Lengthy essays have been written about Giovanni Botero’s Universal relations but for the Graphic Arts Collection, it is the book’s Aggiunta (supplement) added by publisher Alessandro Vecchi with 33 woodcuts from 32 blocks that must be the primary focus of this rare publication. Vecchi knew the power of pictures.
Now attributed to the Renaissance genius Hans Burgkmair (1473-1531), the 30 full-page and 2 half-page woodcuts fall into two sections: the first group depict semi-human monsters and the remainder represent natives of India, Guinea, and East Africa. Walter Oakeshott’s 1960 study claims this was “the first serious study of native life and dress made for publication in a European travel book.”
Thanks to funds provided by the estate of Gillett G. Griffin, the copy recently acquired by the Graphic Arts Collection comes from the collection of Count Wolfgang Engelbert von Auersperg (1641-1709). The volume also holds a 19th-century bookplate of the Auersperg princely library in Laybach (Ljubljana), along with a label of Helmut N. Friedlaender.
Hans Burgkmair the Elder was the foremost Augsburg designer of woodcuts of his time, and together with Hans Holbein the Elder, the most important painter of the early sixteenth century in the city. The British Museum notes that the artist:
“Trained with his father, the painter Thoman Burgkmair (q.v), and from 1488 to 1490, was apprenticed to Martin Schongauer in Colmar. Designed woodcuts for the leading presses in Augsburg throughout his career. He became a master in 1498, and had a short stay in Italy during 1507. Worked primarily for the emperor Maximilian from c.1508 to 1519, for whom he designed the Genealogy of the Habsburgs of 1509-11, Der Weisskunig of 1514-16, Der Theuerdank of 1517 and the Triumphal Procession of 1516-18. …Between 1508 and 1512, [Burgkmair] played a leading role, together with the printer Jost de Negker, in the development of printing in colour. He was particularly influential in the introduction of Italian Renaissance forms into Augsburg.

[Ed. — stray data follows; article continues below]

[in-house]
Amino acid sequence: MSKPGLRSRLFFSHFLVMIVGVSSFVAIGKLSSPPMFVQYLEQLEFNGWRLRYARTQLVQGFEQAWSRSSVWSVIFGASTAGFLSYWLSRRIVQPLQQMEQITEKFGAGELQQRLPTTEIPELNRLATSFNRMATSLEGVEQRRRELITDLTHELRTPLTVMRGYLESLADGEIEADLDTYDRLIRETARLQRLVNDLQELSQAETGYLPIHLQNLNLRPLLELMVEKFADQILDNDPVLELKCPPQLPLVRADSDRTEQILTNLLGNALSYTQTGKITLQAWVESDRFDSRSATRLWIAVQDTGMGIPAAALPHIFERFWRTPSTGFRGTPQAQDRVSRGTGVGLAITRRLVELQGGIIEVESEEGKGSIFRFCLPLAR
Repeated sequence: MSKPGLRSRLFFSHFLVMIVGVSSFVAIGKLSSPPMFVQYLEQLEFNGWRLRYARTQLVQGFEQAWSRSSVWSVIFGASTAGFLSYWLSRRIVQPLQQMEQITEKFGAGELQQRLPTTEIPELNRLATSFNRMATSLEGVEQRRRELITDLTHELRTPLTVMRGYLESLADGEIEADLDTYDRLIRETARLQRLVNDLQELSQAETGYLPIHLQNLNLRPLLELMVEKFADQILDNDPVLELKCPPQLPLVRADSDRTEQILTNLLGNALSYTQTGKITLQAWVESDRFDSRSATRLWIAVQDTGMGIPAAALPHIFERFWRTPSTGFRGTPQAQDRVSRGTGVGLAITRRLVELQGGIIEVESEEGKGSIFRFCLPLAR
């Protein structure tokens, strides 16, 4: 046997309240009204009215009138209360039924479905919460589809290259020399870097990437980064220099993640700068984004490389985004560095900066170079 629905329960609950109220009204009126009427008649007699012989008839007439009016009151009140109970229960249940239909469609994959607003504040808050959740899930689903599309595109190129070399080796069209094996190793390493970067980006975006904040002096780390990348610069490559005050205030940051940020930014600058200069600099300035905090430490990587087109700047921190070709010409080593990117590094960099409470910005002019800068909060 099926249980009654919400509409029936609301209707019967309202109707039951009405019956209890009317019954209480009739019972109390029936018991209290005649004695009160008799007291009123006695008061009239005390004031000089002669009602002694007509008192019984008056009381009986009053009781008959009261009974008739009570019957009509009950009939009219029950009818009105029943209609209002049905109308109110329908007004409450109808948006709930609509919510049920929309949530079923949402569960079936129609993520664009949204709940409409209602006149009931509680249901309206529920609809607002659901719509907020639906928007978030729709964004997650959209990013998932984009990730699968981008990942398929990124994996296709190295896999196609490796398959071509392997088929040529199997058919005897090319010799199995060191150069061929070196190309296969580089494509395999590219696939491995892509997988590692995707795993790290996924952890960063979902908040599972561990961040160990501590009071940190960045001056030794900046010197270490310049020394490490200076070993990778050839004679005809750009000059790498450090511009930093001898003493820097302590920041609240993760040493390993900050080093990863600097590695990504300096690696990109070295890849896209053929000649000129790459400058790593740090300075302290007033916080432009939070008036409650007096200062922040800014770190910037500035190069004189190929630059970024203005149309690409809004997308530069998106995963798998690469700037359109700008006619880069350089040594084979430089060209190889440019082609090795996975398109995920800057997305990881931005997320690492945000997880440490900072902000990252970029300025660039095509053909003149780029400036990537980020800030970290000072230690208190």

The first of Burgkmair’s 15 woodcuts in the Aggiunta show mythological semi-human monsters, including a centaur, a dog-headed man, and others reminiscent of the border cuts in Schedel’s Nuremberg Chronicle.
The remaining 17 cuts depict real men and women, in attire and appearance exotic to European readers, 8 of which form part of a panorama that was cut up into single vignettes. The British Museum owns a rare portion of this procession of the King of Cochin, noting:
“These three blocks come from a set of eight, which was originally printed in the format of a frieze … and was based on a short report by Balthasar Springer published in 1508 of the first voyage made by German traders in 1505-6 to Africa, Arabia and the East Indies.”
Burgkmair’s original woodcuts must have been known, as they were copied throughout the 16th century, but the blocks themselves were not published until the 1618 edition of Le relationi universali. For the 1622 edition now at Princeton, Vecchi added a title illustration and improved the layout, using a larger type fount.
Giovanni Botero (1544-1617). Le relationi vniversali … diuise in sette parti… In oltre vi s’ aggiunge … un breve racconto di Mostri, & Usanze di quelle Indie, con le sue Figure al naturale d’ Alessandro de Vecchi … Quinta impressione stampata & ricorrette (Venice: Alessandro Vecchi, 1622-1623). Eight parts, numbered to six: with the Aggiunta to Part 4, and Part 6 in two parts, separately titled and paginated. Graphic Arts Collection GAX 2018- in process
Hartmann Schedel (1440-1514), Das Buch der Croniken und Geschichten (Liber chronicarum) (Nuremberg, Anton Koberger, 23 Dec. 1493). Rare Books and Special Collections EXI Oversize 1016.816.11f
Walter Oakeshott (1903-1987), Some woodcuts by Hans Burgkmair : printed as an appendix to the fourth part of Le relationi universali di Giovanni Botero, 1618 (Oxford: Printed for presentation to the members of the Roxburghe Club, 1960). Graphic Arts Collection 2009-0966N